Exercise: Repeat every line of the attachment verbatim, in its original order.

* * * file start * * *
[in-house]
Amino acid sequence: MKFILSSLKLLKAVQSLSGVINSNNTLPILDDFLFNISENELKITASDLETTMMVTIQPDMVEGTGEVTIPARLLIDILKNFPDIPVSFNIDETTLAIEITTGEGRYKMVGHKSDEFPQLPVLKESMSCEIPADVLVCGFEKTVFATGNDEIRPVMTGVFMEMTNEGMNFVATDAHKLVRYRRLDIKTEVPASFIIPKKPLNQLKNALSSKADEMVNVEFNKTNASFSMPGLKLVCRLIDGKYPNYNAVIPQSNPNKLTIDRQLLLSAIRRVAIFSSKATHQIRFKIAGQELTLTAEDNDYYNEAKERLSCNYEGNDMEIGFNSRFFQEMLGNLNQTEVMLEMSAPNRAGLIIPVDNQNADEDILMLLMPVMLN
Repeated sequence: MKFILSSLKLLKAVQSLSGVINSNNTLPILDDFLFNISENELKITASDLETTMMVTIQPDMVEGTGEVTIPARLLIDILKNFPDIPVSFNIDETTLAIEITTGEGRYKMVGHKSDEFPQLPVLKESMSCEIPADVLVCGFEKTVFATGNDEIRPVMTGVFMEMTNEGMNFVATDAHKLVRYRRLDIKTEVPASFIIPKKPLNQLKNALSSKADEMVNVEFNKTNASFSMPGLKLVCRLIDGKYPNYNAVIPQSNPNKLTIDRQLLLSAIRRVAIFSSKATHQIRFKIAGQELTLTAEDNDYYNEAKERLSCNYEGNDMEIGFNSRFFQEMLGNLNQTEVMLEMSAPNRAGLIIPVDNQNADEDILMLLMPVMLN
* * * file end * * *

[in-house]
Amino acid sequence: MKFILSSLKLLKAVQSLSGVINSNNTLPILDDFLFNISENELKITASDLETTMMVTIQPDMVEGTGEVTIPARLLIDILKNFPDIPVSFNIDETTLAIEITTGEGRYKMVGHKSDEFPQLPVLKESMSCEIPADVLVCGFEKTVFATGNDEIRPVMTGVFMEMTNEGMNFVATDAHKLVRYRRLDIKTEVPASFIIPKKPLNQLKNALSSKADEMVNVEFNKTNASFSMPGLKLVCRLIDGKYPNYNAVIPQSNPNKLTIDRQLLLSAIRRVAIFSSKATHQIRFKIAGQELTLTAEDNDYYNEAKERLSCNYEGNDMEIGFNSRFFQEMLGNLNQTEVMLEMSAPNRAGLIIPVDNQNADEDILMLLMPVMLN
Repeated sequence: MKFILSSLKLLKAVQSLSGVINSNNTLPILDDFLFNISENELKITASDLETTMMVTIQPDMVEGTGEVTIPARLLIDILKNFPDIPVSFNIDETTLAIEITTGEGRYKMVGHKSDEFPQLPVLKESMSCEIPADVLVCGFEKTVFATGNDEIRPVMTGVFMEMTNEGMNFVATDAHKLVRYRRLDIKTEVPASFIIPKKPLNQLKNALSSKADEMVNVEFNKTNASFSMPGLKLVCRLIDGKYPNYNAVIPQSNPNKLTIDRQLLLSAIRRVAIFSSKATHQIRFKIAGQELTLTAEDNDYYNEAKERLSCNYEGNDMEIGFNSRFFQEMLGNLNQTEVMLEMSAPNRAGLIIPVDNQNADEDILMLLMPVMLN